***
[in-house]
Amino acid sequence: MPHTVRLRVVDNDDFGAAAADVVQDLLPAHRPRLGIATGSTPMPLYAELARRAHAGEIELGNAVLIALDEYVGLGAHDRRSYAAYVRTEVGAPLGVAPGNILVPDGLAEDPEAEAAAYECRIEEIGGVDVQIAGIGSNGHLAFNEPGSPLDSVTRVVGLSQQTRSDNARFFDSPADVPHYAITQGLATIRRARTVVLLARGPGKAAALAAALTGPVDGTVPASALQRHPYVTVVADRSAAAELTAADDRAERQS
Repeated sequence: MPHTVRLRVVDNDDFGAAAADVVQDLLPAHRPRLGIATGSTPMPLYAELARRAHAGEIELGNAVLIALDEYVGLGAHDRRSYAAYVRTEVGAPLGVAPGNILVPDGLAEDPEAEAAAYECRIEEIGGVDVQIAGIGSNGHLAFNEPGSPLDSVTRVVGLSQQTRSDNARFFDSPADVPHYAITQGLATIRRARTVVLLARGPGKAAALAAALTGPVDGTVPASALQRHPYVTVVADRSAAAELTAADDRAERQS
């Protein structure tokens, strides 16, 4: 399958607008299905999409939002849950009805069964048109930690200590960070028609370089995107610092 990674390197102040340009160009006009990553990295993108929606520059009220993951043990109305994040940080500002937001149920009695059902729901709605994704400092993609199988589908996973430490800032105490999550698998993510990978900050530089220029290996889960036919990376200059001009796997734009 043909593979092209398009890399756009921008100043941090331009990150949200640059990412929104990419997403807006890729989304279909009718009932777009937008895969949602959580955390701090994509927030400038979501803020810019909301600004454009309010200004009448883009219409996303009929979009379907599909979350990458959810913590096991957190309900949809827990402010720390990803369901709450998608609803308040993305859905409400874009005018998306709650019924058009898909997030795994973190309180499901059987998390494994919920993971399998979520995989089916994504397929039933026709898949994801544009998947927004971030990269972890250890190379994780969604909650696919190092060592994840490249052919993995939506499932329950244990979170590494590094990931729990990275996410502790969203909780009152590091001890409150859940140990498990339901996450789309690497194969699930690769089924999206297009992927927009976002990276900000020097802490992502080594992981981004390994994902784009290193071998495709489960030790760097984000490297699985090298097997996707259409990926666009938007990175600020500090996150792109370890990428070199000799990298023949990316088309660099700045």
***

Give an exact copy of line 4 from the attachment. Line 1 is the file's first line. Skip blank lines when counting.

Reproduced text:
């Protein structure tokens, strides 16, 4: 399958607008299905999409939002849950009805069964048109930690200590960070028609370089995107610092 990674390197102040340009160009006009990553990295993108929606520059009220993951043990109305994040940080500002937001149920009695059902729901709605994704400092993609199988589908996973430490800032105490999550698998993510990978900050530089220029290996889960036919990376200059001009796997734009 043909593979092209398009890399756009921008100043941090331009990150949200640059990412929104990419997403807006890729989304279909009718009932777009937008895969949602959580955390701090994509927030400038979501803020810019909301600004454009309010200004009448883009219409996303009929979009379907599909979350990458959810913590096991957190309900949809827990402010720390990803369901709450998608609803308040993305859905409400874009005018998306709650019924058009898909997030795994973190309180499901059987998390494994919920993971399998979520995989089916994504397929039933026709898949994801544009998947927004971030990269972890250890190379994780969604909650696919190092060592994840490249052919993995939506499932329950244990979170590494590094990931729990990275996410502790969203909780009152590091001890409150859940140990498990339901996450789309690497194969699930690769089924999206297009992927927009976002990276900000020097802490992502080594992981981004390994994902784009290193071998495709489960030790760097984000490297699985090298097997996707259409990926666009938007990175600020500090996150792109370890990428070199000799990298023949990316088309660099700045």